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Telefonica CEO Quits Telecom Italia Board on Brazil Conflict

Cesar Alierta, chief executive officer of Telefonica SA, resigned with immediate effect as Telefonica considers legal action against a ruling by Brazilian antitrust authorities that it must reduce its influence in the country’s telecommunications market. Photographer: Angel Navarrete/Bloomberg
Cesar Alierta, chief executive officer of Telefonica SA, resigned with immediate effect as Telefonica considers legal action against a ruling by Brazilian antitrust authorities that it must reduce its influence in the country’s telecommunications market. Photographer: Angel Navarrete/Bloomberg

Dec. 14 (Bloomberg) -- Telefonica SA Chief Executive Officer Cesar Alierta and a former executive stepped down from Telecom Italia SpA’s board to avoid perceived conflicts of interest in Brazil, where the two carriers compete.

Alierta and Julio Linares, a former chief operating officer, resigned with immediate effect as Telefonica considers legal action against a ruling by Brazilian antitrust authorities that it must reduce its influence in the country’s telecommunications market, the Madrid-based company said yesterday.

The Cade watchdog last week fined Telefonica and ordered it to reduce its Brazilian holdings or convince Telecom Italia to sell its local unit. That decision followed a September agreement by Telefonica to gradually increase its stake in the holding company that is Telecom Italia’s largest shareholder.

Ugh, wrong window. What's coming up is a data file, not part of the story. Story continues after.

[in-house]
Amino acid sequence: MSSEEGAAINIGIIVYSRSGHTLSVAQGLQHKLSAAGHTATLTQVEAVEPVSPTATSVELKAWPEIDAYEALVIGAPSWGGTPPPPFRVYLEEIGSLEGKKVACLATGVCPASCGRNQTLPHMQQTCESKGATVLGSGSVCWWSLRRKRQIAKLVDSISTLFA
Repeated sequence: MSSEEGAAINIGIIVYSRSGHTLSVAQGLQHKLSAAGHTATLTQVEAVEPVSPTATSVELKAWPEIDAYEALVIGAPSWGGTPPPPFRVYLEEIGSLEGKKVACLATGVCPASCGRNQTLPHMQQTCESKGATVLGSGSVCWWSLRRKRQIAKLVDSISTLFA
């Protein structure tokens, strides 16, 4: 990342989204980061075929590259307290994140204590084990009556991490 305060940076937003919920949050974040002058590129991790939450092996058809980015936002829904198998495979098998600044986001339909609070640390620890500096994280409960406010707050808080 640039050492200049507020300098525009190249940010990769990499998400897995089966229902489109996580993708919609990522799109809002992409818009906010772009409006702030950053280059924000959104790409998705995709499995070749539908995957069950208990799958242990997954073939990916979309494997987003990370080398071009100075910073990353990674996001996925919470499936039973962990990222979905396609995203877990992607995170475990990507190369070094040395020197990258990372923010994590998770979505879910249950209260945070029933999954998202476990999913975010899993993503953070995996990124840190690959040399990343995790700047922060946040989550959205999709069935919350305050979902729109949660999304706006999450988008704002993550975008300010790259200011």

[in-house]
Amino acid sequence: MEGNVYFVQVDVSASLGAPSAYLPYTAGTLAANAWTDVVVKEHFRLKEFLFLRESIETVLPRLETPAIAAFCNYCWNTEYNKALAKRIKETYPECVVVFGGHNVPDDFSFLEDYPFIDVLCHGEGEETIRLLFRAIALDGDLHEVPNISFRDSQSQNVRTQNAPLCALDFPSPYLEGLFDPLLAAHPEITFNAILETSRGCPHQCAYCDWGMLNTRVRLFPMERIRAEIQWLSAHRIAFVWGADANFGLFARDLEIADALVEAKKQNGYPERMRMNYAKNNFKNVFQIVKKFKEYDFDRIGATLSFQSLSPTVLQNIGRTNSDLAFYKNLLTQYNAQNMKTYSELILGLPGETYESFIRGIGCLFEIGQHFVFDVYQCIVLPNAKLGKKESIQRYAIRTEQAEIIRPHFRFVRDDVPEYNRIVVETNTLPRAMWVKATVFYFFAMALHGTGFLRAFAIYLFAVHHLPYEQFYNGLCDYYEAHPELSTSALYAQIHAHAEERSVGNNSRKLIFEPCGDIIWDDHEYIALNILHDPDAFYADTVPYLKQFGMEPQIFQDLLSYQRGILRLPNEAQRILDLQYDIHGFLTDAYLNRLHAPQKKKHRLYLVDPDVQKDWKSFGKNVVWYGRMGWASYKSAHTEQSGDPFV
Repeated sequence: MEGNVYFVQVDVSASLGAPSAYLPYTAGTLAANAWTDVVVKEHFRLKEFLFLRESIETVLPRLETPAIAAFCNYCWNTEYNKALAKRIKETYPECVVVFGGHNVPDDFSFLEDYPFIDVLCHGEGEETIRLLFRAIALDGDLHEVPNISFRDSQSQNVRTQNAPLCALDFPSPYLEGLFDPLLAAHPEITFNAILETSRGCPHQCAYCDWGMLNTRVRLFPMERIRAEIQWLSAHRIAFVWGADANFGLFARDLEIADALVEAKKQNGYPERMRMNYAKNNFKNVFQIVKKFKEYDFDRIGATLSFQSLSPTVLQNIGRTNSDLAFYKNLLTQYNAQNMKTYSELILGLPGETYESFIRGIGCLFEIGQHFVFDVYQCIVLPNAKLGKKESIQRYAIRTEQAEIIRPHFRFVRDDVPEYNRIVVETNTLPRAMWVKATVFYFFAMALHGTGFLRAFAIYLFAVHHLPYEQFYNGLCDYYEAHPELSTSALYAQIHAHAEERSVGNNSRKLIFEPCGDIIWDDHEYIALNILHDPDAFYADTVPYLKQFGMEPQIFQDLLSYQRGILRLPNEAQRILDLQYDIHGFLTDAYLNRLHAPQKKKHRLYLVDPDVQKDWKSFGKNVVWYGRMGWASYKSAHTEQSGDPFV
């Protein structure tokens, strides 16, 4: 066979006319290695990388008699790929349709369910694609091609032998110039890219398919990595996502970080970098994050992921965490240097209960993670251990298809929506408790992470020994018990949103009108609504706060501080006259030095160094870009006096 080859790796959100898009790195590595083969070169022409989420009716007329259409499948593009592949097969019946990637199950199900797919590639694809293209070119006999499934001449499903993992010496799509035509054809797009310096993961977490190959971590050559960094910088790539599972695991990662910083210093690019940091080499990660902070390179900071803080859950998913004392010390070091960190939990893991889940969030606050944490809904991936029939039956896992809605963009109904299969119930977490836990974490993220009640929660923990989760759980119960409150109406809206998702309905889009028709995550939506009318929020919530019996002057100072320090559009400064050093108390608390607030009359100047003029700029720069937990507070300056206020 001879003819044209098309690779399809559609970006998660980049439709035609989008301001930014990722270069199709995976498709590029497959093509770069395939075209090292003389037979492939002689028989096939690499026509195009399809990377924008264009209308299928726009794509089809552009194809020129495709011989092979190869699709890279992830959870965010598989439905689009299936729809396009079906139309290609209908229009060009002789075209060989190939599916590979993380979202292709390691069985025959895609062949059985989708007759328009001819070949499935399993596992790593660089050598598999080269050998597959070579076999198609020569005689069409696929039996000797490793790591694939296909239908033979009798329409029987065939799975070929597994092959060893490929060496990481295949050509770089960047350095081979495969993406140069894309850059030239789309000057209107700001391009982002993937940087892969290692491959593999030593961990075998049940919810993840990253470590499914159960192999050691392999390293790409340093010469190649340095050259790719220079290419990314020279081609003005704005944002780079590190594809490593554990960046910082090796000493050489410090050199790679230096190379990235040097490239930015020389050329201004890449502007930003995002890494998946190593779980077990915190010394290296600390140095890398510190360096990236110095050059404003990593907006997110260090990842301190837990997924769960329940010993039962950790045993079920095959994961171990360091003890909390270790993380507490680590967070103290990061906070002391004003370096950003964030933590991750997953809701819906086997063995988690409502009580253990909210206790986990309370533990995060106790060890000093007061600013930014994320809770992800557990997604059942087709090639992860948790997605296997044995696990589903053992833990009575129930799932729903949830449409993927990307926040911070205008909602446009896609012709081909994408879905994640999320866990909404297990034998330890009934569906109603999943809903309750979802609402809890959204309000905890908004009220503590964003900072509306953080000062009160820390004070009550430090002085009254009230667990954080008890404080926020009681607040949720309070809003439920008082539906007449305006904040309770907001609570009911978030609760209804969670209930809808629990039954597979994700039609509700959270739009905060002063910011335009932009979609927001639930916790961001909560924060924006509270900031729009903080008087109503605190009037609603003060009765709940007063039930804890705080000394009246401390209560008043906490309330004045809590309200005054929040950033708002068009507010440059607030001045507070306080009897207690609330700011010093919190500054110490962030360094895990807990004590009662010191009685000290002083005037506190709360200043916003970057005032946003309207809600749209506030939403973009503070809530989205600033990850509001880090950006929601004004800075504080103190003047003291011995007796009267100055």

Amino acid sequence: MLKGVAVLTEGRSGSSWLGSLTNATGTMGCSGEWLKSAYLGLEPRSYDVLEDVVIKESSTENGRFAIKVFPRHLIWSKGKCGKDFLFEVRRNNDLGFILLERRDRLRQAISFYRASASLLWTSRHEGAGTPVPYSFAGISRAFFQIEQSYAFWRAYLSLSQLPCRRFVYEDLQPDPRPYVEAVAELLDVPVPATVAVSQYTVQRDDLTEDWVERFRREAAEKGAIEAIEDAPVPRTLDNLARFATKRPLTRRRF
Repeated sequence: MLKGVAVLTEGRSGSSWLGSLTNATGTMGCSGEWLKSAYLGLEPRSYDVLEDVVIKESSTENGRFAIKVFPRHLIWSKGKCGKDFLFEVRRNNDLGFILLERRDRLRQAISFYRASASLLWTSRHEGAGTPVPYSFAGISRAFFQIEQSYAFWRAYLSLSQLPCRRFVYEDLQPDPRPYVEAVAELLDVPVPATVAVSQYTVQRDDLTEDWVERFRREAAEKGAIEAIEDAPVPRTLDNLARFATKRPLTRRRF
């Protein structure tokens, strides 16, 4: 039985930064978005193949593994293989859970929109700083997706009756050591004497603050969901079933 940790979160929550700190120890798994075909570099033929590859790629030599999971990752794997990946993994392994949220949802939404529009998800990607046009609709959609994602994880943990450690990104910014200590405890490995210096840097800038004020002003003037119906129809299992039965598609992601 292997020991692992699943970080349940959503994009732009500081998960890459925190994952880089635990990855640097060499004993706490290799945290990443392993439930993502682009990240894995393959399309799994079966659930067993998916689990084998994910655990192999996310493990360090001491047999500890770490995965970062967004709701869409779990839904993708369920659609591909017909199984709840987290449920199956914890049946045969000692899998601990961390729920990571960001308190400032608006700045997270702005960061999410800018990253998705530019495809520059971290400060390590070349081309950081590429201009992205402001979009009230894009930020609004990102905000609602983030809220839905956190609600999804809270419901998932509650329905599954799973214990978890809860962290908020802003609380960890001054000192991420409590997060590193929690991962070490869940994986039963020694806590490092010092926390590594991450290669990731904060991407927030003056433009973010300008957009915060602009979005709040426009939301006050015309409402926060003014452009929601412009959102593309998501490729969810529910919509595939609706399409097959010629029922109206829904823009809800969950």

“Alierta and Linares’s move makes sense as it not only addresses immediately Cade’s decision but also tries to prove to Italian market regulator Consob that Telefonica isn’t in a conflict of interest,” Andrea Giuricin, a professor who specializes in media and telecommunications at Milan Bicocca University, said in a phone interview.

In an e-mailed statement, Cade said it won’t comment on Telefonica’s decision, adding that its verdict last week has the backing of Brazilian laws.

Pre-2010 Level

Cade is seeking to reduce Telefonica’s position in the Brazilian phone market to its pre-2010 level. At that time Telefonica held half of wireless carrier Vivo and a minority stake in Telco SpA, the company that owns 22.4 percent of Telecom Italia.

Vivo and Telecom Italia’s Tim Participacoes SA together control more than half of Brazil’s wireless market. If Telefonica can’t undo either its 2010 buyout of Vivo, or the agreement to take over Telco, Telecom Italia could address Cade’s concerns by selling Tim, the agency said last week.

A Telefonica spokesman declined to comment beyond its statement. In a separate release, Telecom Italia said it received the Telefonica representatives’ resignation letters.

Alierta and Linares previously used to leave the room when Brazil was discussed during Telecom Italia board meetings.

Their resignations come as Telecom Italia shareholders are set to meet Dec. 20 to vote on a motion by a minority investor to remove the board. Marco Fossati’s Findim Group SA, which owns about 5 percent of Telecom Italia, said Telefonica and its Telco partners have too much influence over the Italian carrier.

BlackRock Holding

BlackRock Inc. has a stake of 10.14 percent in Telecom Italia, making it the second-largest investor in the carrier, according to a Nov. 29 Securities Exchange Commission filing. Telecom Italia has a market value of 12.1 billion euros ($16.7 billion).

Linares has also withdrawn from a list presented by Telco of candidates for re-election to Telecom Italia’s board, Telefonica said. The Spanish company has also decided not to exercise its right to name or propose two board members for Telecom Italia.

To contact the reporters on this story: Manuel Baigorri in Madrid at mbaigorri@bloomberg.net; Daniele Lepido in Milan at dlepido1@bloomberg.net

To contact the editor responsible for this story: Kenneth Wong at kwong11@bloomberg.net

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